A previous article in this series discussed disinfection of surfaces with hydrogen peroxide.  We turn our attention now to bleach as another very effective treatment agent.


Most people understand that ordinary household bleach – a 5.5% solution of sodium hypochlorite (NaOCl) in water - is a strong disinfecting agent.  In neutral or slightly acidic solutions the active species responsible for the bactericidal action is HOCl, hypochlorous acid.  It has been proposed that the HOCl breaks down the cell walls of pathogenic organisms and causes the proteins in these organisms to lose their necessary three-dimensional structure.  Furthermore, bleach solutions have a well-established reputation for killing spores, allowing the product to be classified as a sterilant (destruction of all forms of microbial life, including spores), not just as a disinfectant. In health care applications, a working concentration of 0.5% sodium hypochlorite in water is sufficient to act as a sterilant on critical surfaces.

The procedure for applying bleach solutions in controlled environments is similar to that provided previously for hydrogen peroxide solutions.  It is included here for convenience:


A major concern is that bleach come into contact with bare surfaces in order to kill the bacterial organisms.  If there are any soils on the surface, they must be removed with detergent, then the surfaces rinsed with deionized water prior to applying bleach.  Residual soils or detergents on the surfaces will consume bleach and will limit bactericidal or sporicidal action. If the surfaces are soil-free then direct application of bleach is fine.  It is essential that all surfaces be wiped thoroughly with bleach using the recommended linear wiping strokes.  After wiping, surfaces should be allowed to air dry for a minimum of 10 minutes to allow the liquid bleach to accomplish surface sterilization.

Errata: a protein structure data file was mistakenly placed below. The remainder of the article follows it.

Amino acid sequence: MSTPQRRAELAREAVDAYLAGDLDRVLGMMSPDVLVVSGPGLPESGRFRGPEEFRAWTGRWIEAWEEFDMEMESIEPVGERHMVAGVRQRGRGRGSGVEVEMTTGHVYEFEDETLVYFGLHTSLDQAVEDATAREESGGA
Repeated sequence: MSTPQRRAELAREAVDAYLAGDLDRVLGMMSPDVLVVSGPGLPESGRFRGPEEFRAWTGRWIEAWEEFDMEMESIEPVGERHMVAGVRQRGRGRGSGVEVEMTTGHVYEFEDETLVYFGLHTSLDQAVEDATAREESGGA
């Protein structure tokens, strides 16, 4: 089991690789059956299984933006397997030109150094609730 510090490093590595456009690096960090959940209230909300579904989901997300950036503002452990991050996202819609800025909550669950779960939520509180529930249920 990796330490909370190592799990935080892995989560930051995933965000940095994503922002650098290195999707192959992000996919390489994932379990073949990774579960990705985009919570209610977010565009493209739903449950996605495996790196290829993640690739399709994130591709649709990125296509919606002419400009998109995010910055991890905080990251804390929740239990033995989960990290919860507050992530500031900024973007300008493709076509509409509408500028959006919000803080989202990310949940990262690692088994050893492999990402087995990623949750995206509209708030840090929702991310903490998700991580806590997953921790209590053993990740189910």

There are two concerns with using bleach as compared to hydrogen peroxide.  In contrast to hydrogen peroxide which is odorless, bleach carries a pungent odor and cleanroom personnel should avoid the area after the bleach has been applied.  Also, hydrogen peroxide breaks down harmlessly to oxygen and water and thus cause no surface residue issues; bleach, however, leaves behind a corrosive residue (especially if stainless steel surfaces are involved) which must be removed after the 10 minute contact time has elapsed.  Since these residues are ionic in nature, wiping with deionized water will be most effective for removal.  A final wipedown with 70%IPA-30% deionized water is recommended to hasten drying of the surfaces.